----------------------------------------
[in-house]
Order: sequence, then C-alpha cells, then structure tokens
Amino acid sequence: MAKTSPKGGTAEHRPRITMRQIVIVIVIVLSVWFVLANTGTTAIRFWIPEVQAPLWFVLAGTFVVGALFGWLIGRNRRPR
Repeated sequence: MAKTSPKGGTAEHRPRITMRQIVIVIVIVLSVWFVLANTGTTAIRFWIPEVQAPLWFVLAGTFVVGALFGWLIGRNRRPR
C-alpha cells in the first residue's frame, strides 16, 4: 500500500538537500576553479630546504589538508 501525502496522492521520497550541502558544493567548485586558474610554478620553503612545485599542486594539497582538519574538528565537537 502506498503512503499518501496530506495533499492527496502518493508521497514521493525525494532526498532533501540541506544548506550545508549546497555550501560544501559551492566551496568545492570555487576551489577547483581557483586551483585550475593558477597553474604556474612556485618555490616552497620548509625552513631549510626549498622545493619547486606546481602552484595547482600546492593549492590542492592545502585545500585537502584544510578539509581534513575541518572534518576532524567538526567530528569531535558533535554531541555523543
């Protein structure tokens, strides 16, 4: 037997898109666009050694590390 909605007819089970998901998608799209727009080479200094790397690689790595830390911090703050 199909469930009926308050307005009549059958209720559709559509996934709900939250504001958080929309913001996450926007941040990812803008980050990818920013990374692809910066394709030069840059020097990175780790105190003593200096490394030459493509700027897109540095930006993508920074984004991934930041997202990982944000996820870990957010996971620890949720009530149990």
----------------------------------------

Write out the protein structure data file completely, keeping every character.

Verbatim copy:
[in-house]
Order: sequence, then C-alpha cells, then structure tokens
Amino acid sequence: MAKTSPKGGTAEHRPRITMRQIVIVIVIVLSVWFVLANTGTTAIRFWIPEVQAPLWFVLAGTFVVGALFGWLIGRNRRPR
Repeated sequence: MAKTSPKGGTAEHRPRITMRQIVIVIVIVLSVWFVLANTGTTAIRFWIPEVQAPLWFVLAGTFVVGALFGWLIGRNRRPR
C-alpha cells in the first residue's frame, strides 16, 4: 500500500538537500576553479630546504589538508 501525502496522492521520497550541502558544493567548485586558474610554478620553503612545485599542486594539497582538519574538528565537537 502506498503512503499518501496530506495533499492527496502518493508521497514521493525525494532526498532533501540541506544548506550545508549546497555550501560544501559551492566551496568545492570555487576551489577547483581557483586551483585550475593558477597553474604556474612556485618555490616552497620548509625552513631549510626549498622545493619547486606546481602552484595547482600546492593549492590542492592545502585545500585537502584544510578539509581534513575541518572534518576532524567538526567530528569531535558533535554531541555523543
């Protein structure tokens, strides 16, 4: 037997898109666009050694590390 909605007819089970998901998608799209727009080479200094790397690689790595830390911090703050 199909469930009926308050307005009549059958209720559709559509996934709900939250504001958080929309913001996450926007941040990812803008980050990818920013990374692809910066394709030069840059020097990175780790105190003593200096490394030459493509700027897109540095930006993508920074984004991934930041997202990982944000996820870990957010996971620890949720009530149990």